Michigan sustains many remarkably rich traditional dance communities throughout our state. Within these diverse communities bodies become sites of cultural practice as dancers create, transmit, theorize, and engage their heritage through their physical selves. Because of dance's corporeality, moving bodies often become politicized when the communities in which they exist are marginalized. However, dance remain a powerful and transcendent means by which tradition-bearers maintain their cultures, subvert subjugation, and both imagine and enact brighter futures. Nic's research focus lies at the intersections of traditional dance and marginality; in the ways that intangible cultural dance heritage is sustained in communities that are subject to systematic oppression due to race, indignity, national origin, disability, gender, and sexuality. Through the Michigan Traditional Arts Program, Nic hopes to bring both attention and resources to dancers in our state that may be experiencing this kind of marginalization. Whether it takes the form of African-American vogueing in Detroit, Yemeni dance in Dearborn, Appalachia clogging in Bellaire, or Indian Kathak in Midland, Nic is looking forward to helping connect Michigan State Museum to Michigan's vibrant jiving, bouncing, shuffling, gesturing tradition-bearers.

Dave Langdon

Dave Langdon is a left-handed fiddler and collector of traditional Michigan music and dance materials and recordings. He is originally from Owosso, MI, and has played the fiddle since 1977 and has been collecting since 2011. He is a long time member of East Lansing’s Pretty Shaky String Band (an old time jam open to the public) and has played upright bass with the Lansing based Scarlet Runner String Band for over 25 years. Dave worked with Karl Byarski of Kinde, MI for many months to index and organize Karl’s extensive collection of recordings of Thumb area musicians and fiddlers. He also nominated Karl for a Michigan Heritage Award, which was awarded to Karl in 2014. In recent years, Dave reinvigorated the Michigan Folklore Society (MFS) as its president. One of the goals of the MFS is to make traditional music and dance (especially fiddle music) more accessible to the public via the internet. Now retired, Dave worked as an information systems professional and manager after graduating with a B.S. in Computer Science and later earning a M.S. in Computer Science both from Michigan State University.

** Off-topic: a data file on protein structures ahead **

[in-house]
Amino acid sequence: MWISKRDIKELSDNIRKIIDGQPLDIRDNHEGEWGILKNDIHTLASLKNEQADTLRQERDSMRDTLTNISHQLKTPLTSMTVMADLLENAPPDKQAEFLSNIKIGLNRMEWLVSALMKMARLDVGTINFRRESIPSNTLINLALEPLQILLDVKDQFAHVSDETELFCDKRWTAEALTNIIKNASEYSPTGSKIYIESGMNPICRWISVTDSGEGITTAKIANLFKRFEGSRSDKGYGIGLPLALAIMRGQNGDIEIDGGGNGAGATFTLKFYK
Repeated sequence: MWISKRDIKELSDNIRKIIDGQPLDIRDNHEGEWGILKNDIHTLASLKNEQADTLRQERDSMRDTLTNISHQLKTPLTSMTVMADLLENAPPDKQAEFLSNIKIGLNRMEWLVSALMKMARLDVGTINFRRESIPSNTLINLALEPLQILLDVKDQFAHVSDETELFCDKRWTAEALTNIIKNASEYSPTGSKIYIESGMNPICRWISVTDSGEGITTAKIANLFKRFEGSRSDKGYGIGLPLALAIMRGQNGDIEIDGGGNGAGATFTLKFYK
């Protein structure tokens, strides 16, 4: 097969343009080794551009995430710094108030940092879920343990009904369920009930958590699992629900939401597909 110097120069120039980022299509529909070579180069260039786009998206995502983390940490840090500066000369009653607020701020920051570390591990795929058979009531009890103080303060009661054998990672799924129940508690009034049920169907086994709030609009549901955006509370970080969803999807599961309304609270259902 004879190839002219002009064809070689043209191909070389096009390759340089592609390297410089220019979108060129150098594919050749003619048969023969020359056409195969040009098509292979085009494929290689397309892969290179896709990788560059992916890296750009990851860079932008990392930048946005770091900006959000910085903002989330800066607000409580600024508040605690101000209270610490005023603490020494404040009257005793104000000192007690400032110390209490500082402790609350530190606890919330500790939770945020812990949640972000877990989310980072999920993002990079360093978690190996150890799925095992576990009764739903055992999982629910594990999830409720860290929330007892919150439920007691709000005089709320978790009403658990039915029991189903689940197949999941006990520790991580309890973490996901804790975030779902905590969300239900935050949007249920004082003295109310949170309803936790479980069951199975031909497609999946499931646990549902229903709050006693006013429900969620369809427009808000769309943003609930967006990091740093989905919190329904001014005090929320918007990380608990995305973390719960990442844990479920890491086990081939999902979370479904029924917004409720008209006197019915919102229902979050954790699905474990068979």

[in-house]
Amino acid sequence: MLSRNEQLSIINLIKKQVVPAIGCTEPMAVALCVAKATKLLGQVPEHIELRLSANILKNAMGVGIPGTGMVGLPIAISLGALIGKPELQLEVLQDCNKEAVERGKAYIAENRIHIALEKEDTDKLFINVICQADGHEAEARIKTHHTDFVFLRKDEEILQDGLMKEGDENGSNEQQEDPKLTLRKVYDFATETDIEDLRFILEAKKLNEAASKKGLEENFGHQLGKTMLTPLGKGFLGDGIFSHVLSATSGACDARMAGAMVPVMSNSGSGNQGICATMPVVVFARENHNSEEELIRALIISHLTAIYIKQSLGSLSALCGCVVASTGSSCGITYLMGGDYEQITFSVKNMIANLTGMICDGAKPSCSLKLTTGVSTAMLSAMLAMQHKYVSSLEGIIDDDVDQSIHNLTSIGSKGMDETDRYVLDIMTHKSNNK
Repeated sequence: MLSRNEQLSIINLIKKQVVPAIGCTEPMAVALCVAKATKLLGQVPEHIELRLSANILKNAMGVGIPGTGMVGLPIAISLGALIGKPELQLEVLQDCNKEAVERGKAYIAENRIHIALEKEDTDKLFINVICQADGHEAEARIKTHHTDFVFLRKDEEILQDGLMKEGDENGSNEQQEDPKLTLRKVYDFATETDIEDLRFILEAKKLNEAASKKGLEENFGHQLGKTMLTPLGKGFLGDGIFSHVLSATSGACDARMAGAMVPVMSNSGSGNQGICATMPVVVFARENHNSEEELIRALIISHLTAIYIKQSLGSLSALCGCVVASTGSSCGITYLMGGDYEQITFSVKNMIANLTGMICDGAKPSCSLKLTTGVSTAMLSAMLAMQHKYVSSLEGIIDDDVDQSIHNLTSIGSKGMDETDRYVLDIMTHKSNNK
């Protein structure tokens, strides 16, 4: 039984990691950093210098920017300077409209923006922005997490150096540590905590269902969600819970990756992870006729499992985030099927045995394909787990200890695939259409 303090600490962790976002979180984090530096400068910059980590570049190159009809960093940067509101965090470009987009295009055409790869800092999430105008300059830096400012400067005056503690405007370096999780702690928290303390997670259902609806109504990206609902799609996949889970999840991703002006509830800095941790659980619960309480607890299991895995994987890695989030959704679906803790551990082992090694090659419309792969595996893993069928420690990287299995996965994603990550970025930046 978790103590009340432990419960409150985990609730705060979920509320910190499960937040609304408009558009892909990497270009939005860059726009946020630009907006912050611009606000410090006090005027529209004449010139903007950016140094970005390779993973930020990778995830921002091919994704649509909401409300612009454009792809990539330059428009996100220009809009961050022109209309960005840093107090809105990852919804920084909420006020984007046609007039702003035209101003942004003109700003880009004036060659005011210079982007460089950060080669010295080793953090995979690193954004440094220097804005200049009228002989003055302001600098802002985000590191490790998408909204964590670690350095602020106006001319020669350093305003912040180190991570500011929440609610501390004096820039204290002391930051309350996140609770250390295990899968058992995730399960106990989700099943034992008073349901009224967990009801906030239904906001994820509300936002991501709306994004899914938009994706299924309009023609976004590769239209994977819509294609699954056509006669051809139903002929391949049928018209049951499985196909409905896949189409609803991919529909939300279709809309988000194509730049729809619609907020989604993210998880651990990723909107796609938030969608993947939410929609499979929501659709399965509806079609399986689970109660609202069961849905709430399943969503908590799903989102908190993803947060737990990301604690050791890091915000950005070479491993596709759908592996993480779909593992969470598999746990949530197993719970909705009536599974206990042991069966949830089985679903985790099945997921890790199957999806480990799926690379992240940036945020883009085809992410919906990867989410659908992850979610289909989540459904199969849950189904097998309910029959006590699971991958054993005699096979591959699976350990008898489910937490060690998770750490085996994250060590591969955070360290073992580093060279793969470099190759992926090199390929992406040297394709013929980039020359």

Dave will be looking into hammer dulcimer music in Michigan. Michigan is one of the major states for hammer dulcimer playing and is also the home of the Original Dulcimer Players Club (ODPC) Funfest held at the Osceola County Fairgrounds in Evart, MI, each year. There are several dulcimer clubs and also music jams attended by hammer dulcimer players and others. Dave will be attending several of these jams and documenting the music and musicians at these club meetings and jams. This might include making audio recordings, doing interviews, taking photos, making video, etc. The end result will be a written report of activities and findings.

I look forward to hearing about the work Nic and Dave produce and I know you will too! Got any tips for traditional artists we should interview or topics we should document? You can send them to msum.mtap@gmail.com.

Thanks to Nic and Dave for providing biographies and summaries of their research plans.

Molly McBride coordinates contract fieldworkers and undertakes her own fieldwork on traditional music and other various topics for MTAP. She is currently learning to knit.